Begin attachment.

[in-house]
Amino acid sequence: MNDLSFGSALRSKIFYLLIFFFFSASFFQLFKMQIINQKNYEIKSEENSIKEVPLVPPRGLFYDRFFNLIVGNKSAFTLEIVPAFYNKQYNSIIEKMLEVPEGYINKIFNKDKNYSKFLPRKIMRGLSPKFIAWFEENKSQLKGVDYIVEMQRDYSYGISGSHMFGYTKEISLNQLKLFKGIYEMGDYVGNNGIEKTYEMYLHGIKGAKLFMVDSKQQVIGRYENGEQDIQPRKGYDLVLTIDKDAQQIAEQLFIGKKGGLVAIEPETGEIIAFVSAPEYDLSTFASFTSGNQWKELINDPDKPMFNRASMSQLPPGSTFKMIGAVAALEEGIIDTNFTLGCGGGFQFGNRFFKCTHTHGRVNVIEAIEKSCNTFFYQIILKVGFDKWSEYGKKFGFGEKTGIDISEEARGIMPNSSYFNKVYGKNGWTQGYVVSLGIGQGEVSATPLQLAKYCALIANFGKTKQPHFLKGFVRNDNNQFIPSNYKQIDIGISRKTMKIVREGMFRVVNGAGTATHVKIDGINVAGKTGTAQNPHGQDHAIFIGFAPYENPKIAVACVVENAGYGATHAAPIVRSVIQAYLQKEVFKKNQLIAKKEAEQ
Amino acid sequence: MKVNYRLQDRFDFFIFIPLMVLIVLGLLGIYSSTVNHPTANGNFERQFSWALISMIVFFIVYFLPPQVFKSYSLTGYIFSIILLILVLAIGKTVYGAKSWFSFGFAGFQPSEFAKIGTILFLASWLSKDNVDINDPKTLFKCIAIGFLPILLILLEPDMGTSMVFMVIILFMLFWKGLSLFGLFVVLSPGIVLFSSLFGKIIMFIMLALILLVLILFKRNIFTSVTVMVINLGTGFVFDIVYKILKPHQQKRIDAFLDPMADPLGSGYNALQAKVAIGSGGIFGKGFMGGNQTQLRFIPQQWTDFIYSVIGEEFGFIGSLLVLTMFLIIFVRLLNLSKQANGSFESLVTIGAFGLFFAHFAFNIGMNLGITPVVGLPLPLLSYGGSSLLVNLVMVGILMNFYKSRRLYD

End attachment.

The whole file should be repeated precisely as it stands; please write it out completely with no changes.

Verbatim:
[in-house]
Amino acid sequence: MNDLSFGSALRSKIFYLLIFFFFSASFFQLFKMQIINQKNYEIKSEENSIKEVPLVPPRGLFYDRFFNLIVGNKSAFTLEIVPAFYNKQYNSIIEKMLEVPEGYINKIFNKDKNYSKFLPRKIMRGLSPKFIAWFEENKSQLKGVDYIVEMQRDYSYGISGSHMFGYTKEISLNQLKLFKGIYEMGDYVGNNGIEKTYEMYLHGIKGAKLFMVDSKQQVIGRYENGEQDIQPRKGYDLVLTIDKDAQQIAEQLFIGKKGGLVAIEPETGEIIAFVSAPEYDLSTFASFTSGNQWKELINDPDKPMFNRASMSQLPPGSTFKMIGAVAALEEGIIDTNFTLGCGGGFQFGNRFFKCTHTHGRVNVIEAIEKSCNTFFYQIILKVGFDKWSEYGKKFGFGEKTGIDISEEARGIMPNSSYFNKVYGKNGWTQGYVVSLGIGQGEVSATPLQLAKYCALIANFGKTKQPHFLKGFVRNDNNQFIPSNYKQIDIGISRKTMKIVREGMFRVVNGAGTATHVKIDGINVAGKTGTAQNPHGQDHAIFIGFAPYENPKIAVACVVENAGYGATHAAPIVRSVIQAYLQKEVFKKNQLIAKKEAEQ
Amino acid sequence: MKVNYRLQDRFDFFIFIPLMVLIVLGLLGIYSSTVNHPTANGNFERQFSWALISMIVFFIVYFLPPQVFKSYSLTGYIFSIILLILVLAIGKTVYGAKSWFSFGFAGFQPSEFAKIGTILFLASWLSKDNVDINDPKTLFKCIAIGFLPILLILLEPDMGTSMVFMVIILFMLFWKGLSLFGLFVVLSPGIVLFSSLFGKIIMFIMLALILLVLILFKRNIFTSVTVMVINLGTGFVFDIVYKILKPHQQKRIDAFLDPMADPLGSGYNALQAKVAIGSGGIFGKGFMGGNQTQLRFIPQQWTDFIYSVIGEEFGFIGSLLVLTMFLIIFVRLLNLSKQANGSFESLVTIGAFGLFFAHFAFNIGMNLGITPVVGLPLPLLSYGGSSLLVNLVMVGILMNFYKSRRLYD